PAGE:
Measles outbreaks and Supplemental Immunization Activities (SIAs): the Gwagwalada experience, Abuja 2015
Olukemi Titilope Olugbade, Adeniran Sunday Adeyemi, Adedotun Hadizah Adeoti , Olayinka Stephen Ilesanmi, Saheed Oluwatoyin Gidado, Ndadilnasiya Endie Waziri, Mabel Kamweli Aworh
The Pan African Medical Journal. 2019;32 (Supp 1):10. doi:10.11604/pamj.supp.2019.32.1.13368


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Measles outbreaks and Supplemental Immunization Activities (SIAs): the Gwagwalada experience, Abuja 2015

Cite this: The Pan African Medical Journal. 2019;32 (Supp 1):10. doi:10.11604/pamj.supp.2019.32.1.13368

Received: 15/07/2017 - Accepted: 04/12/2017 - Published: 24/01/2019

Key words: Immunization, hard to reach, measles, outbreaks, surveillance, vaccination, Nigeria

© Olukemi Titilope Olugbade et al. The Pan African Medical Journal - ISSN 1937-8688. This is an Open Access article distributed under the terms of the Creative Commons Attribution License (http://creativecommons.org/licenses/by/2.0), which permits unrestricted use, distribution, and reproduction in any medium, provided the original work is properly cited.

Available online at: http://www.panafrican-med-journal.com/content/series/32/1/10/full

Corresponding author: Olukemi Titilope Olugbade, Nigeria Field Epidemiology and Laboratory Training Programme, Abuja, Nigeria (titilope_nc@yahoo.com)

This article is published as part of the supplement “Sharing Experiences from the Field : Updates from the Nigeria Field Epidemiology and Laboratory Training Program” sponsored by Nigeria Field Epidemiology and Laboratory Training Program

Guest editors: Patrick Mboya Nguku, African Field Epidemiology Network 50 Haile Selassie Asokoro Abuja, Nigeria


Measles outbreaks and Supplemental Immunization Activities (SIAs): the Gwagwalada experience, Abuja 2015

Olukemi Titilope Olugbade1,&, Adeniran Sunday Adeyemi2, Adedotun Hadizah Adeoti3, Olayinka Stephen Ilesanmi1, Saheed Oluwatoyin Gidado4, Ndadilnasiya Endie Waziri4, Mabel Kamweli Aworh1,5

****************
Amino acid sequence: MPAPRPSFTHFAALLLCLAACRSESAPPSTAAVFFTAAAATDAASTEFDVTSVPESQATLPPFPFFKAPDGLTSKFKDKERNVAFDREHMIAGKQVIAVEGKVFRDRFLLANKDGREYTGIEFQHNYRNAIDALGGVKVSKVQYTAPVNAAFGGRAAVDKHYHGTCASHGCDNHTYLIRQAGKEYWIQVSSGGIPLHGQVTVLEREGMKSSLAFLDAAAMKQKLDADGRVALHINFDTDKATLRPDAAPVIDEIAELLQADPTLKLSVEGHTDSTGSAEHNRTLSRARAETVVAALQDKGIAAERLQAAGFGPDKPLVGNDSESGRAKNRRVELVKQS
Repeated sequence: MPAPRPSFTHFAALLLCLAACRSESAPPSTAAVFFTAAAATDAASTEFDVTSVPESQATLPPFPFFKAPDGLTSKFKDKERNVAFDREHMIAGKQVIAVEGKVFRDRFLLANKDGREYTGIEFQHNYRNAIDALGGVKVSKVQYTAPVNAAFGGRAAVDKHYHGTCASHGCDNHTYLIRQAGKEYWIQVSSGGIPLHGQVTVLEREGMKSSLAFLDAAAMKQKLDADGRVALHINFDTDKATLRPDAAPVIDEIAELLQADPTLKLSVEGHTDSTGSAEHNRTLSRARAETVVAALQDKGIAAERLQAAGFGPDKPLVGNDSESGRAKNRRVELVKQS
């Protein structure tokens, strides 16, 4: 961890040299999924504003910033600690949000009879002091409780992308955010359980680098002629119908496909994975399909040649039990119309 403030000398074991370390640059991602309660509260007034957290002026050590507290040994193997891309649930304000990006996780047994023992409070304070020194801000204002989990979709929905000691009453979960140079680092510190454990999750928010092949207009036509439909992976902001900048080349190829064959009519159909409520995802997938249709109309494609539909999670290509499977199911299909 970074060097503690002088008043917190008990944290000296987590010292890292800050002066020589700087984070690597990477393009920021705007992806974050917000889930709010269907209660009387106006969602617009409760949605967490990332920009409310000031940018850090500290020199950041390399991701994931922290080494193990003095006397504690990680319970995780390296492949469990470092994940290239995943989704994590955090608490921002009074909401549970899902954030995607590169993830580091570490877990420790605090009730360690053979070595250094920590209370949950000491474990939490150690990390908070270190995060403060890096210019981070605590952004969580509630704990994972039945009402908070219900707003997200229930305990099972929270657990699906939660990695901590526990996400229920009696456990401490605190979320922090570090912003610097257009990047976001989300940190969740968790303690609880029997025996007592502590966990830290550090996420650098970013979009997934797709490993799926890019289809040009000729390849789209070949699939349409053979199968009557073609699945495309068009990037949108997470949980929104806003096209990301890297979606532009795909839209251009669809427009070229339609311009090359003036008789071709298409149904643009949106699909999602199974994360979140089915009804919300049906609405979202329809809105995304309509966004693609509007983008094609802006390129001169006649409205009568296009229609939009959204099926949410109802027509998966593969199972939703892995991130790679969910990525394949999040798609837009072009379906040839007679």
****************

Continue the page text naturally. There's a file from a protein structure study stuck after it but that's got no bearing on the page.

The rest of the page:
1Nigeria Field Epidemiology and Laboratory Training Programme, Abuja, Nigeria, 2Epidemiology and Surveillance Unit, Department of Primary Healthcare, Gwagwalada Area Council, Abuja, FCT, Nigeria, 3Epidemiology Unit, Ministry of Health, Ibadan, Oyo State, Nigeria, 4National Stop Transmission of Polio Programme (NSTOP), Abuja, Nigeria, 5Department of Veterinary and Pest Services, Federal Ministry of Agriculture & Rural Development, Abuja, Nigeria

 

 

&Corresponding author
Olukemi Titilope Olugbade, Nigeria Field Epidemiology and Laboratory Training Programme, Abuja, Nigeria

 

 

Abstract

Introduction: in November 2015 a measles outbreak was detected in several clustered settlements during the Northern Measles Supplementary Immunization Activities (SIAs) campaign in Gwagwalada, Nigeria. Six weeks later another outbreak with 17 cases was reported in a different settlement in the same area council between December 2015 and January 2016. An outbreak investigation was initiated to characterize the outbreak in terms of time and person and implement prevention and control measures.

 

Methods: suspected cases were defined as any person in Gwagwalada with onset of fever and rash between 1st November 2015 and 12th January 2016. Probable cases were defined as suspected cases with 3 days of rash or known exposure to someone with laboratory-confirmed measles. Confirmed case patients were defined as suspected or probable cases with Koplik spots or positive titer for immunoglobulin (Ig) M antibody. We conducted house to house case search, contact tracing and reviewed hospital records at the health facilities to determine the socio-demographic characteristics, clinical presentation and vaccination status of the cases.

 

Results: active case search between November 2015 and January 2016 as well as record review from January 2015 to January 2016 showed that there were 109 suspected and 10 confirmed case patients. We identified 66 cases during the first reported outbreak with a case fatality rate of 6% (4 deaths) while 17 cases were identified 6 weeks later. The epidemic curve indicated a person-to-person transmission.

 

Conclusion: there had been cases of measles from January 2015 to November 2015 prior to the reported measles outbreak. However there was an unusual increase in the number of measles cases during the measles SIAs in communities where children were missed. Vaccination of all eligible children in the affected wards was carried out. The area council authorities and primary healthcare team need to create awareness on the importance of measles vaccination and ensure that these communities are targeted and covered during subsequent SIAs.

 

 

Introduction    Down